One of the iconic structures at the top of the mountain is the observatory tower. This structure appears in many of the images of Mt. Washington when it is in the throes of a harsh winter, with snow and howling winds. The record for the strongest constant wind ever recorded on the face of the earth (other than inside of a tornado) was measure on top of Mt. Washington — 231 miles-per-hour or 372 kph — on April 12, 1934! Today, it was just a light breeze at about 20 mph or 32 kph.

Observatory tower on top of Mt. Washington

Here are some other images we took while on the top of the mountain. This first one is the view looking north from the observation deck. There are still a couple of small patches of snow left in the lowest portions of the slope:

View to the north from the observation deck at the top of Mt. Washington

Above the clouds looking to the south at Wildcat Mountain Ski slope:

Looking south at Wildcat Mountain Ski slope from top of Mt. Washington

We caught a brief lunch in the snack bar area and then headed back toward the car for the trip back down the mountain. Just outside of the snack bar area, we saw a cage that was set up next to the rocks on the side of the mountain. We looked toward where the open end of the cage was pointed and saw a large, grizzly looking animal with sharp spines on its back. It was a Porcupine! I can only guess that the park staff wanted to catch it and move it down the mountain out of the way of ogling tourists. The light was terrible, and the critter was wedged behind the boulders, but here is a shot where you can see at least a few of the spines in the lower opening in the rocks:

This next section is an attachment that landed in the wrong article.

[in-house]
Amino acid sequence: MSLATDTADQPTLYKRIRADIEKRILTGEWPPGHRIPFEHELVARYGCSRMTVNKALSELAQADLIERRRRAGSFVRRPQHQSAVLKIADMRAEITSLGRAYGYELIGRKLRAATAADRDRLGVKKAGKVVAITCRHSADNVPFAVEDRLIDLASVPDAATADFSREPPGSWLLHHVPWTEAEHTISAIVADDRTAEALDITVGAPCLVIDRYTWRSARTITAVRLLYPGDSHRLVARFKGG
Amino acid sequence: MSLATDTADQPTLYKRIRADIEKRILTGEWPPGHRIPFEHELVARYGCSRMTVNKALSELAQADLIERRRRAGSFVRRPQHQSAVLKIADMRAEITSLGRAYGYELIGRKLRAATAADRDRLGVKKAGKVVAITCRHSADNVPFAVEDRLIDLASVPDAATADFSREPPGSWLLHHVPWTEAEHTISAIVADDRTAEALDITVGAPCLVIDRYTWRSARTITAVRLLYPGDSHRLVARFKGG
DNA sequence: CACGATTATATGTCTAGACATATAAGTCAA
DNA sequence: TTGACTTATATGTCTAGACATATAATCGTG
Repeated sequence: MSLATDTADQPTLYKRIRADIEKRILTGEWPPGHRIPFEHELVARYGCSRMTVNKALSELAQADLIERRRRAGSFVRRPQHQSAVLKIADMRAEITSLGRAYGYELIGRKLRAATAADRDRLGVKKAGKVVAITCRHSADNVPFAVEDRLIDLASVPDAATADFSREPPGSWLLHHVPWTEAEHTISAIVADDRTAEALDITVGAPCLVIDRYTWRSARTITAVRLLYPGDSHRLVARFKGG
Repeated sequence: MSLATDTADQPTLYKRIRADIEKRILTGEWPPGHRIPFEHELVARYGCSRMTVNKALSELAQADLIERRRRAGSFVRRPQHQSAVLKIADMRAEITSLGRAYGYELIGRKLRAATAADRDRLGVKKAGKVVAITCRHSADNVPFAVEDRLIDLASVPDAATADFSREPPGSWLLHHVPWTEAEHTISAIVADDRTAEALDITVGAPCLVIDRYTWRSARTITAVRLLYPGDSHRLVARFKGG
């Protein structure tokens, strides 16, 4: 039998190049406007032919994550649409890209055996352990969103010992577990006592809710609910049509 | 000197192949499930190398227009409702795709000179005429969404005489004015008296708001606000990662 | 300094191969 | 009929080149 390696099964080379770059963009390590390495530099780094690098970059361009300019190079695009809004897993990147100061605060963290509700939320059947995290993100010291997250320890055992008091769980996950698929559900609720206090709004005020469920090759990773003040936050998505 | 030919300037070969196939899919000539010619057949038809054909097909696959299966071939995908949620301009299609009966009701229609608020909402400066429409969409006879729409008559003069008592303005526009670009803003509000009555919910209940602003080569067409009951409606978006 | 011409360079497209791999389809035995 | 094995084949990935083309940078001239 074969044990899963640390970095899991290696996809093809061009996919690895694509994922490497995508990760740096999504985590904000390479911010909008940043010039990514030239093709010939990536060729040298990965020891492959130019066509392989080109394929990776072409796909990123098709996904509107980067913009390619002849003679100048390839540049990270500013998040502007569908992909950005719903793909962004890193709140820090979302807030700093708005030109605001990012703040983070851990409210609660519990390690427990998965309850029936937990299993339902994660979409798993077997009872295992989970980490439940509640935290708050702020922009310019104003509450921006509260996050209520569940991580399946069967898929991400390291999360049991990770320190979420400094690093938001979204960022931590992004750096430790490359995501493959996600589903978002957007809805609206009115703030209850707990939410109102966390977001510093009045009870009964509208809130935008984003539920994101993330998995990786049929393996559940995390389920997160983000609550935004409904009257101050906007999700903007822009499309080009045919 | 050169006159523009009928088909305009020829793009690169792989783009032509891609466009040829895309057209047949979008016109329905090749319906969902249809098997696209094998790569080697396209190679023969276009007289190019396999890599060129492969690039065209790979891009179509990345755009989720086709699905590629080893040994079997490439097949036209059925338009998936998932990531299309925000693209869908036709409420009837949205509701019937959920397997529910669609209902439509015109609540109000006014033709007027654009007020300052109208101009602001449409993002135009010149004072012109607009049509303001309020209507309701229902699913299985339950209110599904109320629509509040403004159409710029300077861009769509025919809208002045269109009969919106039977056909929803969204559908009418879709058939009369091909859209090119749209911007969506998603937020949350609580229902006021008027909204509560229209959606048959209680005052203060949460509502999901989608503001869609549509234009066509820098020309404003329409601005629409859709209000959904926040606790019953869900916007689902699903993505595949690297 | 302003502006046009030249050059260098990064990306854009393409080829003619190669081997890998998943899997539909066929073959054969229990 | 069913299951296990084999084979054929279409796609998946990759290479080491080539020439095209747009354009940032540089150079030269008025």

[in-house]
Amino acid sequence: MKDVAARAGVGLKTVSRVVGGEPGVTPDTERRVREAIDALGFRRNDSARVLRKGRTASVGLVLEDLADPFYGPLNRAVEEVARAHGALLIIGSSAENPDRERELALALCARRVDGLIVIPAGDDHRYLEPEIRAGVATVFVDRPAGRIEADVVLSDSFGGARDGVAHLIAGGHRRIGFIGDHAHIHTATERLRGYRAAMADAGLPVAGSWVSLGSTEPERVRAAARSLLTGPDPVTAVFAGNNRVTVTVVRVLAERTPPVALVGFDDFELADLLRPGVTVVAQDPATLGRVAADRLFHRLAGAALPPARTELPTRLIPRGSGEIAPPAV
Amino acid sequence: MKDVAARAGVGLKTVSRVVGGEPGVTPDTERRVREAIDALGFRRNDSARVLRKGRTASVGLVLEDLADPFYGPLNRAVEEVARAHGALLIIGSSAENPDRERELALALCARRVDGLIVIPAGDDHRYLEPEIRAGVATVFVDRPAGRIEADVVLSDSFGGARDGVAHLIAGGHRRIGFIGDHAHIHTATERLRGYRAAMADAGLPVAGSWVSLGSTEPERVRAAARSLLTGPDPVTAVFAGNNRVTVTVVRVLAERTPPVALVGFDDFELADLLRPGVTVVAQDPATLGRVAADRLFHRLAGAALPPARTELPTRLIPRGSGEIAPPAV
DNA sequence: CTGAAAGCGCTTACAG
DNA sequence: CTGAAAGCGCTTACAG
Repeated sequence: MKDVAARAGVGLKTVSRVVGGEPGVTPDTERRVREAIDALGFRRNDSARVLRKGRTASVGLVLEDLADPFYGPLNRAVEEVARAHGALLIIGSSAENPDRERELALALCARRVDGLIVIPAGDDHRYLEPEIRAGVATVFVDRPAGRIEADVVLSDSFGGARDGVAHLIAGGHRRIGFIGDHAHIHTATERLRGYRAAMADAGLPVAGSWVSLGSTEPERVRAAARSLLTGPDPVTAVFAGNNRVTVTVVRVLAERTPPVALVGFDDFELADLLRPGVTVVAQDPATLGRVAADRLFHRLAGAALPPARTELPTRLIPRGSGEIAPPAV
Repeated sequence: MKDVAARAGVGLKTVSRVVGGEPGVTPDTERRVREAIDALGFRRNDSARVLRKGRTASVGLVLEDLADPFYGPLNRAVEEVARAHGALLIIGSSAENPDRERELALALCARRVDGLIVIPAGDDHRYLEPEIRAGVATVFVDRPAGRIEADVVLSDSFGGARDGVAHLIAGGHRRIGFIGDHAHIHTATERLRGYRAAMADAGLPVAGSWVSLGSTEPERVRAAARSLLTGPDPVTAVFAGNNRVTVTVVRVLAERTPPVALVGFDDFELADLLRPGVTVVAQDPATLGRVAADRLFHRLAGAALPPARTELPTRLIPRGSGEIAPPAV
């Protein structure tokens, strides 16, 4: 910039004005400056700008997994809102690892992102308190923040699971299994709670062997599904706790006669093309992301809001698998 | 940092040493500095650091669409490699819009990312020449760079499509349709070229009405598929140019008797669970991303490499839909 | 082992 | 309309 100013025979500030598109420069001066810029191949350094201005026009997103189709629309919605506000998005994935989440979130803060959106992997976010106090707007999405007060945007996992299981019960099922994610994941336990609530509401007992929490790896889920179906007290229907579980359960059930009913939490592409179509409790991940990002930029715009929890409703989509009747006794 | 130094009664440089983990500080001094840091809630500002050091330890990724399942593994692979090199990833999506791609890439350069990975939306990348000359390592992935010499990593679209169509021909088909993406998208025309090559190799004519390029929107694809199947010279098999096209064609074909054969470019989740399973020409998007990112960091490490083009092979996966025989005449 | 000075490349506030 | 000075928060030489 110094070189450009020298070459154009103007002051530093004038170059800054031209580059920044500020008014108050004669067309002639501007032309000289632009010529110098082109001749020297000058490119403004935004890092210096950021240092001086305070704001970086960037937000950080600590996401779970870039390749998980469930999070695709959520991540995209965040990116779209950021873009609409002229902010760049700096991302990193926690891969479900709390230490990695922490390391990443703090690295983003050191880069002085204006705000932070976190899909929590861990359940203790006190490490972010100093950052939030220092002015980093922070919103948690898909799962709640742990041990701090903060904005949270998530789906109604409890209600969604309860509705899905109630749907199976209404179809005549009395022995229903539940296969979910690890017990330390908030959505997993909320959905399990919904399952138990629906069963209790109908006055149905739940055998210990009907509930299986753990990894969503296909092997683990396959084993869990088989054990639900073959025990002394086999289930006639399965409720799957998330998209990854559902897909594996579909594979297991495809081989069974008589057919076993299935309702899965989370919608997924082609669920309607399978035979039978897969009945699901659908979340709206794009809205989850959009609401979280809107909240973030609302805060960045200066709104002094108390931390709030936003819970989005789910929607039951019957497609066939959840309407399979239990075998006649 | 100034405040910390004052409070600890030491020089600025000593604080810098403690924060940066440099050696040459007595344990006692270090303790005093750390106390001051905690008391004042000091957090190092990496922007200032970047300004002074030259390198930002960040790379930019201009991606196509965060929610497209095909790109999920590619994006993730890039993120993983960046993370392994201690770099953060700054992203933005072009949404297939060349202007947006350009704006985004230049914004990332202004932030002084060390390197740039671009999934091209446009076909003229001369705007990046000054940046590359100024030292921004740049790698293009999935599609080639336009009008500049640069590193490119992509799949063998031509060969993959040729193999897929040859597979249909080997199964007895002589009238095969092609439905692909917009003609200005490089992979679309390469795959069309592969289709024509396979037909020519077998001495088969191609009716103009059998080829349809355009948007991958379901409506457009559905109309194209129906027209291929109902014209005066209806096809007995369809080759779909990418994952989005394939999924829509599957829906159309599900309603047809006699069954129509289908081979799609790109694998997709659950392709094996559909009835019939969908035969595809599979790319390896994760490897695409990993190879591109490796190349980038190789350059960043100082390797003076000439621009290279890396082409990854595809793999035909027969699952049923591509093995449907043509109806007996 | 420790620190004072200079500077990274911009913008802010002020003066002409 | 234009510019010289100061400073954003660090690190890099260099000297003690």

Porcupine behind the rocks

We were fortunate that our last field trip day took us past the auto road to Mt. Washington, because we otherwise would not have taken the time to make the trip. That would have been an unfortunate lapse in judgement. So, dear readers, not all of my leisure activity is made up of orchid expeditions. However, if you consider that after we left Mt. Washington, we were headed for another orchid photography adventure, I guess I am wrong!

Stay tuned for the rest of the Native Orchid Conference field trip coverage in my next blog entry…



  • John Fowler

    Thanks for the trip report. I’ve read about Mt. Washington but have never been there. I think there’s a bicycle race up that road.

    June 06, 2015
  • Sylvain

    Great photos, you have eyes.

    June 07, 2015
  • KT

    You had some great weather for scenery shots. It’s interesting to note that the summit elevation at Mt. Mitchell NC is 6684 ft and snow has been recorded there every month of the year too. Those alpine ecosystems have some unique and interesting flora.

    June 07, 2015
  • Alan Cressler

    It is amazing that the east can have such a low elevation tree line. Love your photos and account of Mount Washington. I think it is a wonderful place.

    June 10, 2015
  • Jim, if you are not familiar with the book “Following Atticus” by Tom Ryan, you might want to read it. Seeing your pictures took me back to the book. He usually hiked to the top with his dog in the dead of winter. Your dialogue was skillfully done. Thanks

    June 23, 2015